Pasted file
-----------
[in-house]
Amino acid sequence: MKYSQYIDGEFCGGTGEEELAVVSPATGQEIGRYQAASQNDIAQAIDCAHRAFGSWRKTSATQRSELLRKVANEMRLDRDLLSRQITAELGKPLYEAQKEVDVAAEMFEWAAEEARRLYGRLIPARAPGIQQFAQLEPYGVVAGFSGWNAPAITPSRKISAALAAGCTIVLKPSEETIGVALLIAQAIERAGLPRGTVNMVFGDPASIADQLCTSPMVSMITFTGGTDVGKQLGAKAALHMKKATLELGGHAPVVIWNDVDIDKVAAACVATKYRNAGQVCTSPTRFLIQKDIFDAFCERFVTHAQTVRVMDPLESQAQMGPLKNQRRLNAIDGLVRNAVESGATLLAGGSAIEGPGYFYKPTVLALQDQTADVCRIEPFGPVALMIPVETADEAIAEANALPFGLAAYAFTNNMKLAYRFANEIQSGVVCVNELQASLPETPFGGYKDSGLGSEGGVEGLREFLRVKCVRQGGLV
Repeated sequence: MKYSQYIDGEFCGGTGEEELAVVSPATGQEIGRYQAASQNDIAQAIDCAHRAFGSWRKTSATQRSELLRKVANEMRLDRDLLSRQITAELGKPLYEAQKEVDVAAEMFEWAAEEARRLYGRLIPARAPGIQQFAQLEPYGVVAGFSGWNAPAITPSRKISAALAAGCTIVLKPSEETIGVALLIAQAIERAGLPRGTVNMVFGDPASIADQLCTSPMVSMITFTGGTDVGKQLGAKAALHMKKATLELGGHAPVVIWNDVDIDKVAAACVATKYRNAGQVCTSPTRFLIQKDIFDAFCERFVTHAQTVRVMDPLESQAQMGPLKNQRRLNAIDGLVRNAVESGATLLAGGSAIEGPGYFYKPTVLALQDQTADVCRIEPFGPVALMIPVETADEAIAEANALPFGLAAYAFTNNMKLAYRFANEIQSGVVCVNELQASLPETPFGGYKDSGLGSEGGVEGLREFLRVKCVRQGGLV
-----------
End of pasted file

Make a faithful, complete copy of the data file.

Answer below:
[in-house]
Amino acid sequence: MKYSQYIDGEFCGGTGEEELAVVSPATGQEIGRYQAASQNDIAQAIDCAHRAFGSWRKTSATQRSELLRKVANEMRLDRDLLSRQITAELGKPLYEAQKEVDVAAEMFEWAAEEARRLYGRLIPARAPGIQQFAQLEPYGVVAGFSGWNAPAITPSRKISAALAAGCTIVLKPSEETIGVALLIAQAIERAGLPRGTVNMVFGDPASIADQLCTSPMVSMITFTGGTDVGKQLGAKAALHMKKATLELGGHAPVVIWNDVDIDKVAAACVATKYRNAGQVCTSPTRFLIQKDIFDAFCERFVTHAQTVRVMDPLESQAQMGPLKNQRRLNAIDGLVRNAVESGATLLAGGSAIEGPGYFYKPTVLALQDQTADVCRIEPFGPVALMIPVETADEAIAEANALPFGLAAYAFTNNMKLAYRFANEIQSGVVCVNELQASLPETPFGGYKDSGLGSEGGVEGLREFLRVKCVRQGGLV
Repeated sequence: MKYSQYIDGEFCGGTGEEELAVVSPATGQEIGRYQAASQNDIAQAIDCAHRAFGSWRKTSATQRSELLRKVANEMRLDRDLLSRQITAELGKPLYEAQKEVDVAAEMFEWAAEEARRLYGRLIPARAPGIQQFAQLEPYGVVAGFSGWNAPAITPSRKISAALAAGCTIVLKPSEETIGVALLIAQAIERAGLPRGTVNMVFGDPASIADQLCTSPMVSMITFTGGTDVGKQLGAKAALHMKKATLELGGHAPVVIWNDVDIDKVAAACVATKYRNAGQVCTSPTRFLIQKDIFDAFCERFVTHAQTVRVMDPLESQAQMGPLKNQRRLNAIDGLVRNAVESGATLLAGGSAIEGPGYFYKPTVLALQDQTADVCRIEPFGPVALMIPVETADEAIAEANALPFGLAAYAFTNNMKLAYRFANEIQSGVVCVNELQASLPETPFGGYKDSGLGSEGGVEGLREFLRVKCVRQGGLV